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Trimis la data: 2004-11-07
Materia: Economie
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Graffiti was used primarily by political activists to make statements and street gangs to mark territory. It wasn't till the late 1960s that writing's current identity started to form.
The history of the underground art movement known by many names, most
commonly termed graffiti begins in Philadelphia, Pennsylvania during
the mid to late '60s and is rooted in bombing. The writers who are
credited with the first conscious bombing effort are CORNBREAD and
COOL EARL. They wrote their names all over the city gaining attention
from the community and local press.

It is unclear whether this concept
made its way to New York City via deliberate efforts or if was a
spontaneous occurrence.

Shortly after CORNBREAD, the Washington Heights section of Manhattan
was giving birth to writers. In 1971 The New York Times published an
article on one of these writers. TAKI 183 was the alias of a kid from
Washington Heights. TAKI was the nick name for his given name
Demetrius and 183 was the number of the street where he lived.

He was
employed as a foot messenger, so he was on the subway frequently and
took advantage of it, doing motion tags. The appearance of this
unusual name and numeral sparked public curiosity prompting the Times
article. He was by no means the first writer or even the first king.
He was however the first to be recognized outside the newly formed
subculture. Most widely credited as being one of the first writers of
significance is JULIO 204. FRANK 207 and JOE 136 were also early

On the streets of Brooklyn a movement was growing as well. Scores of
writers were active. FRIENDLY FREDDIE was an early Brooklyn writer to
gain fame. The subway system proved to be a line of communication and
a unifying element for all these separate movements. People in all the
five broughs became aware of each others efforts. This established the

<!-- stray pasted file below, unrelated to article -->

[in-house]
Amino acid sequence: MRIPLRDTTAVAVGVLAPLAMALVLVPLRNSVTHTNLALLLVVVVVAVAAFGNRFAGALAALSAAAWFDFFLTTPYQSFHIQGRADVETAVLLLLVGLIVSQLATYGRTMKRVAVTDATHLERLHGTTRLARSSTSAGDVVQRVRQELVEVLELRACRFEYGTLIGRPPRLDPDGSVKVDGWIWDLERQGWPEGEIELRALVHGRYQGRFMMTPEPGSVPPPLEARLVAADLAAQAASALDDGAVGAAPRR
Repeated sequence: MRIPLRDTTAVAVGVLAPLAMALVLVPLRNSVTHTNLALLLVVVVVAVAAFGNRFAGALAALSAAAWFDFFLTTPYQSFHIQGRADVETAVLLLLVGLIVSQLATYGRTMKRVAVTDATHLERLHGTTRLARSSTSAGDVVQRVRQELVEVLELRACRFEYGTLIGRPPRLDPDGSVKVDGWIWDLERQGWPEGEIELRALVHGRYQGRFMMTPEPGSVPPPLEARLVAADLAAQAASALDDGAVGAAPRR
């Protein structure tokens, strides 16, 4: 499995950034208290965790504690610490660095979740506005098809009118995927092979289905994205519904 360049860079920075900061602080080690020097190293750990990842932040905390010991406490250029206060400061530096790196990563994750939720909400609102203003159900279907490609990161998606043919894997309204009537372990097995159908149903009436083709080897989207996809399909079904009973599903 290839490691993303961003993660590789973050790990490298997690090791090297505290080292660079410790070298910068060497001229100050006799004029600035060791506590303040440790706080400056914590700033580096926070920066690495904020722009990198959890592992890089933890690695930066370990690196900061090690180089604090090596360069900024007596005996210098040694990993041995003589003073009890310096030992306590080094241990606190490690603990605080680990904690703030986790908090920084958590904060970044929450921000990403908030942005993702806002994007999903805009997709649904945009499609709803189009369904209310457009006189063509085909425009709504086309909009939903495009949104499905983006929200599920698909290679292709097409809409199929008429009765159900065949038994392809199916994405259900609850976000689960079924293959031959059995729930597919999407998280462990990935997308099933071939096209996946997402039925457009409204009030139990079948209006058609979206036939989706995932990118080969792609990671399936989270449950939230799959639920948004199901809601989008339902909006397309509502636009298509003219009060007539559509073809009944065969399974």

foundation of interbrough competition.

Writing started moving from the streets to the subways and quickly
became competitive. At this point writing consisted of mostly tags and
the goal was to have as many as possible. Writers would ride the
trains hitting as many subway cars as possible. It wasn't long before
writers discovered that in a train yard or lay up they could hit many
more subway cars in much less time and with less chance of getting
caught. The concept and method of bombing had been established.

Tag Style
After a while there were so many people writing so much that writers
needed a new way to gain fame. The first way was to make your tag
unique. Many script and calligraphic styles were developed. Writers
enhanced their tags with flourishes, stars and other designs. Some
designs were strictly for visual appeal while others had meaning.

instance, crowns were used by writers who proclaimed themselves king.
Probably the most famous tag in the culture's history was STAY HIGH
149. He used a smoking joint as the cross bar for his "H" and a stick
figure from the television series The Saint.

Tag Scale
The next development was scale. Writers started to render their tags
in larger scale. The standard nozzle width of a spray paint can is
narrow so these larger tags while drawing more attention than a
standard tag, did not have much visual weight. Writers began to
increase the thickness of the letters and would also outline them with
an additional color. Writers discovered that caps from other aerosol